Session: 906. Outcomes Research—Myeloid Malignancies: Poster I
Hematology Disease Topics & Pathways:
Research, adult, Clinical Research, health outcomes research, CML, Chronic Myeloid Malignancies, patient-reported outcomes, Diseases, Myeloid Malignancies, Human
Assessment of health-related quality of life (HRQoL) of patients with chronic myeloid leukemia (CML) treated with modern tyrosine kinase inhibitors (TKIs) is critical to support informed decision-making. However, HRQoL data currently available mainly stems from patients enrolled in high-income countries. Little is known about HRQoL of patients with CML living in low-income African countries and on the potential impact of financial difficulties experienced by these patients.
The main objective of this study was to examine prevalence of clinically relevant problems and symptoms of Ethiopian patients with CML. A secondary objective was to investigate the impact of financial burden on HRQoL profile of these patients.
This was an observational cross-sectional study conducted at Tikur Anbessa Hospital (Addis Ababa), which is the only Ethiopian center providing TKI therapy to CML patients from all over the country. Adult patients (at least 18 years old) with a confirmed diagnosis of CML were eligible for this study. At study entry, HRQoL was assessed with the EORTC QLQ-C30 and the QLQ-CML24 questionnaires. Prevalence of clinically important problems and symptoms, at the patient level, was examined using established criteria for the use of the EORTC QLQ-C30 in routine clinical practice. This prevalence reflects the number of patients indicating limitations of everyday life, worrying, or need for help or care related to a specific symptom or functional impairment (Giesinger JM. J Clin Epidemiol. 2020;118:1-8). For descriptive purposes, EORTC QLQ-CML24 scores of Ethiopian patients were compared to that of patients included in the validation study of this questionnaire, who were mainly enrolled from high-income countries (Efficace F, et al Leuk Lymphoma. 2021;62:669-678). Multivariable linear regression analysis was performed to examine the association between financial difficulty (EORTC QLQ-C30) on “impact on daily life” scale (EORTC QLQ-CML24) while controlling for key potential observed confounding factors. The study was approved from ethical committee of the institution and all patients provided informed consent.
Between February 2021 and June 2021, 395 patients were consecutively enrolled. Median age of patients was 39 years (range 18-82) and there were 62.8%, and 37.2% of males and females’ patients respectively. Median time since diagnosis was 3.9 years (range 0.2-16) and 94% were diagnosed in chronic phase (CP) of the disease. The majority of patients (92.7%) were in treatment with imatinib and, overall, 82.3% were in complete hematologic response but unknown molecular remission status. The majority of patients (82.8%) were not able to afford follow-up BCR-ABL tests to monitor molecular response.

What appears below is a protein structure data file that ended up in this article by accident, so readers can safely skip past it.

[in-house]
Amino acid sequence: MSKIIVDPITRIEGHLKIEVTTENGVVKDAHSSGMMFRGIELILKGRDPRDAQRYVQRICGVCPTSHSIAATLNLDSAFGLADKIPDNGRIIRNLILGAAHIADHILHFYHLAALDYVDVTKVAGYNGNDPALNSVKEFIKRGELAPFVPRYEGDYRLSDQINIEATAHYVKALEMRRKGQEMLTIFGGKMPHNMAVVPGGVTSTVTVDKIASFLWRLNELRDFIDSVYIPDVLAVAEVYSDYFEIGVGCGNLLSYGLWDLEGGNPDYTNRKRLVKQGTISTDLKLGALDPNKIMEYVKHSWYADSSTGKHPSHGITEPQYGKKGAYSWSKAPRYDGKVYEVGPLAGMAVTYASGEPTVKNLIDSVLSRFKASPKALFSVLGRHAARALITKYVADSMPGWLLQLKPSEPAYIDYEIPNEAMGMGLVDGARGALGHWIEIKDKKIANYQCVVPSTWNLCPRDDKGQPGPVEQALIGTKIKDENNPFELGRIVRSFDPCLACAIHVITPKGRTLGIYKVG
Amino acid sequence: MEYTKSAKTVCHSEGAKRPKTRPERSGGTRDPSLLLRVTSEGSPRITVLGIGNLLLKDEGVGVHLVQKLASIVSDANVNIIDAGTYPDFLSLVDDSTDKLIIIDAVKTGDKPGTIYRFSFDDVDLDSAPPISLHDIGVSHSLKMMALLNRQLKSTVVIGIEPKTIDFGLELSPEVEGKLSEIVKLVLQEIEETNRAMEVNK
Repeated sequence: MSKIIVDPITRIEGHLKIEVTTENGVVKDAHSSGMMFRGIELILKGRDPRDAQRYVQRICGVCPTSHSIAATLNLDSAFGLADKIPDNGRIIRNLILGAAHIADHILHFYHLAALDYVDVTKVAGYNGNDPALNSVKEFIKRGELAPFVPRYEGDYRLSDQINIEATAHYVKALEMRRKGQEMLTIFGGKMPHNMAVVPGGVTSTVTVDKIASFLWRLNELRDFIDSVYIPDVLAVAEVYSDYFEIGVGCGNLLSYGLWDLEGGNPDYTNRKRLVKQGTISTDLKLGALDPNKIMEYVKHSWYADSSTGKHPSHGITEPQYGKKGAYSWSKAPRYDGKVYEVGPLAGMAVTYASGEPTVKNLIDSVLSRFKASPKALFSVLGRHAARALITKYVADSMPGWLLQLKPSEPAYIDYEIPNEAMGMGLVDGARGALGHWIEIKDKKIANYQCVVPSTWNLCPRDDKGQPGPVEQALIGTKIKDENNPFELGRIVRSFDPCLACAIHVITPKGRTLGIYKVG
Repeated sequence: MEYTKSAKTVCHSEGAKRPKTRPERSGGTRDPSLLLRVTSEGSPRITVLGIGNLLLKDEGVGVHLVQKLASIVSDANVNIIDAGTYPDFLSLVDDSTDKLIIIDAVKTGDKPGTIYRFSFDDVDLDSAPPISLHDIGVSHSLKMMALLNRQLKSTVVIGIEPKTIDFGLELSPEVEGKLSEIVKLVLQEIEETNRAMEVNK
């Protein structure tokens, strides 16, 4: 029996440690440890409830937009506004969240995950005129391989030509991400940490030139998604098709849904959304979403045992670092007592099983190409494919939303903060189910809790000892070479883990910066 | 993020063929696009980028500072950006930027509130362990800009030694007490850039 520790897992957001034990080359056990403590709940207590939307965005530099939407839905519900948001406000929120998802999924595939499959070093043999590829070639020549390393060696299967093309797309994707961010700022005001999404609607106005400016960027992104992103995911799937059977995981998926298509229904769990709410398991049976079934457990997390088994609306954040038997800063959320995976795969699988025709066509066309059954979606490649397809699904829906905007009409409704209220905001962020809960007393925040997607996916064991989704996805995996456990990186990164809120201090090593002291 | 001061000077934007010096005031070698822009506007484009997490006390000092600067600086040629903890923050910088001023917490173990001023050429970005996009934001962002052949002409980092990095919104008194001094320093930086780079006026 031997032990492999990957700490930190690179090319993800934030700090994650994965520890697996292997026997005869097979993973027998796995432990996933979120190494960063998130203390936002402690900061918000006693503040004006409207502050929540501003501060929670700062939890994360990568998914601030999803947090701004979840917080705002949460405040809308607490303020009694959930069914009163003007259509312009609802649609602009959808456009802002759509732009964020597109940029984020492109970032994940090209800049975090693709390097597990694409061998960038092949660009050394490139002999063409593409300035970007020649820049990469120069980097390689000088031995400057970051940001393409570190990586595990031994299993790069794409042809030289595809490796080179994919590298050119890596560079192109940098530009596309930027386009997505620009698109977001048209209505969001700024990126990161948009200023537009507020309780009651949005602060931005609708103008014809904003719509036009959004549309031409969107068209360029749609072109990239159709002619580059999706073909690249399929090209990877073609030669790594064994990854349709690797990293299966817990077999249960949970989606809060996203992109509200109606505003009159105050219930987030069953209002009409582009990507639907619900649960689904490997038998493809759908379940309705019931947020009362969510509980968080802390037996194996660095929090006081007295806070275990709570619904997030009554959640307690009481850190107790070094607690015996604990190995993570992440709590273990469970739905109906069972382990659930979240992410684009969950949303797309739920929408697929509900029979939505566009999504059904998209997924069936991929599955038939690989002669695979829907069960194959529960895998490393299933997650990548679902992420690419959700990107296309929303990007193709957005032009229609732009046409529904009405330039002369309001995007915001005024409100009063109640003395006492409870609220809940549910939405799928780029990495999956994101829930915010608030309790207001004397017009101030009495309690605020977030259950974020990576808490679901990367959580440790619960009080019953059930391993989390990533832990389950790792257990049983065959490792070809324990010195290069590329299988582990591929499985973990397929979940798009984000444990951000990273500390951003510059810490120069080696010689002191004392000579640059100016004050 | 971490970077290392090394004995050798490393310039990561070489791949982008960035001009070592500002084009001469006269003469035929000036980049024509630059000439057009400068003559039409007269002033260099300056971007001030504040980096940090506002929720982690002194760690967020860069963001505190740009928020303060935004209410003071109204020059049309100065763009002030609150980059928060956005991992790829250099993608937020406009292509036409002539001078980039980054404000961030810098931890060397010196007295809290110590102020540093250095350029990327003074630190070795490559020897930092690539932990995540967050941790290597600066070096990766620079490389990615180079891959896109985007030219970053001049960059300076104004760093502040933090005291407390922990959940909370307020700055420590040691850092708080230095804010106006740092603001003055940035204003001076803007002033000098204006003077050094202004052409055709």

The top three most prevalent clinically important problems were found for physical functioning (60%), emotional functioning (40%) and social functioning (38%). Pain was the most prevalent clinically important symptom reported by 43% of patients. Notably, 89% of patients reported relevant financial difficulties. Mean EORTC QLQ-C30 global health status/QoL score of patients with higher financial difficulties was 14 points lower (worse) than those with lower financial difficulties (P<0.001). Gender specific descriptive comparison of Ethiopian patients with CML patients mainly from high-income countries, revealed worse mean scores in key domains of the EORTC QLQ-CML24. For example, male Ethiopian patients reported a higher (worse) mean score (+25.2 points) than male patients from high-income countries (Table 1). In the multivariable analysis, higher financial difficulty, was associated (P<.001) with a greater impact on daily life (EORTC QLQ-CML24) and this was independent of other key variables including: age, sex, time since diagnosis, comorbidity, distance to hospital as well as fatigue and symptom burden.
Financial burden is a major problem affecting a large proportion of Ethiopian patients with CML receiving TKIs. Our findings also suggest that financial difficulties of these patients are also associated with worse HRQoL outcomes. Future studies are needed to assess whether efforts to reduce financial burden in these patients could improve HRQoL and facilitate adherence to therapy, thereby maximizing TKIs efficacy.
Disclosures: Efficace: Novartis: Consultancy, Research Funding; Janssen: Consultancy; Abbvie: Consultancy, Research Funding; Incyte: Consultancy; Syros: Consultancy.
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